Dartmouth's situation is unique among the schools of the Ivy League in that we lack a coherent mascot. Yale has "Handsome Dan" the bulldog: short, ferocious, and horribly ugly. Columbia's teams are the Lions, which, for some strange reason, are blue. Princeton has the Tigers, which works well with their school colors: orange and black. The University of Pennsylvania has the Quakers, which I would imagine is an odd name for the football, hockey and wrestling teams considering the Quakers' commitment to non-violence. Brown tastefully chose the Bears after the logistics involved ruled out their first choice, the Protesting Anarchists. Cornell, like Dartmouth, lacks an official mascot, but they all seem partial to "Snuggles," the fabric-softener teddy bear from the TV commercials (they renamed it "Touchdown"). Their nickname is "Big Red," which is also the name of a cheap chewing gum you often find stuck to the floor of a movie theater. Harvard's nickname is "Crimson" and their mascot is John Harvard, both of which are very, very stupid.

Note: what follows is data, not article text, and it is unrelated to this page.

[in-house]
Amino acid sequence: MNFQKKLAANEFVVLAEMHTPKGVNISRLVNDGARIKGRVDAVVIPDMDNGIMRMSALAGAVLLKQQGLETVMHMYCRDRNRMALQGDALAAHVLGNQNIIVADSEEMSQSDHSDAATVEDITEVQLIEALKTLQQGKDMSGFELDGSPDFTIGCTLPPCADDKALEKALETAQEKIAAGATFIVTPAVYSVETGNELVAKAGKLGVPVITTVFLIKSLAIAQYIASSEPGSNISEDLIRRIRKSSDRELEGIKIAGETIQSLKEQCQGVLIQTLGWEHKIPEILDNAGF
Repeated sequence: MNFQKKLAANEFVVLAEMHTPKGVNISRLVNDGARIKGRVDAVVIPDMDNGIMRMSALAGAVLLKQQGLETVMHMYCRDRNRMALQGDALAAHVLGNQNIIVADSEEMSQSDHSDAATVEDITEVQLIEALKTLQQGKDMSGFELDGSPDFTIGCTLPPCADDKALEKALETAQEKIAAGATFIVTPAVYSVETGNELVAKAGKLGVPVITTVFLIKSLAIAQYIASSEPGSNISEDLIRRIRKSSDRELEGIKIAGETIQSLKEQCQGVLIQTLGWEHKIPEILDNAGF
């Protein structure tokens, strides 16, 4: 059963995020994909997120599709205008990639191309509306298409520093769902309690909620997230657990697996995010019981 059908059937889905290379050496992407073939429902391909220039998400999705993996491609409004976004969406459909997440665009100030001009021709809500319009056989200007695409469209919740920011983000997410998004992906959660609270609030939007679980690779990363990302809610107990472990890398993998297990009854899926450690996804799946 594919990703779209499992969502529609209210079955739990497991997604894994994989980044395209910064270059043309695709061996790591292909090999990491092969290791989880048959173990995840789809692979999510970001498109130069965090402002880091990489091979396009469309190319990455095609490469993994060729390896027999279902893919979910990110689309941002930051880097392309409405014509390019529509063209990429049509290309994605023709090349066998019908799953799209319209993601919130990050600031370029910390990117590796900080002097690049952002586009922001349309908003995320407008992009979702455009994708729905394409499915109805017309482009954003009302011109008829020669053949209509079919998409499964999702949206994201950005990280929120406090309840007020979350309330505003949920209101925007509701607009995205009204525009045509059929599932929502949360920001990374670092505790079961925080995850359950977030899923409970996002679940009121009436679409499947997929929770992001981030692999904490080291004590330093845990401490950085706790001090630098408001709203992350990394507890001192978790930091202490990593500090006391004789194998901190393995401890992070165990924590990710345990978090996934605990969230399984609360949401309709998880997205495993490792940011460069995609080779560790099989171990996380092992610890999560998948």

Over the past few days, I have been continually thinking about the myriad issues and concerns that have come up regarding Drew Lerman '10's comic, "The Still North," in the Nov. 6 issue of The Dartmouth. While the publication of this comic may bring up issues regarding free speech, censorship and individual and collective responsibility, the issue I want to focus on is the disastrous effect this comic, and other forms of tacit and explicit condoning of sexual assault, have on our community. I find it imperative to talk about what attitudes, values and behaviors are reinforced as a result of these scenarios. While it is easy to say that the intention of the comic was not to reinforce sexual assault as an accepted behavior, the impact of the comic was, indeed, just that.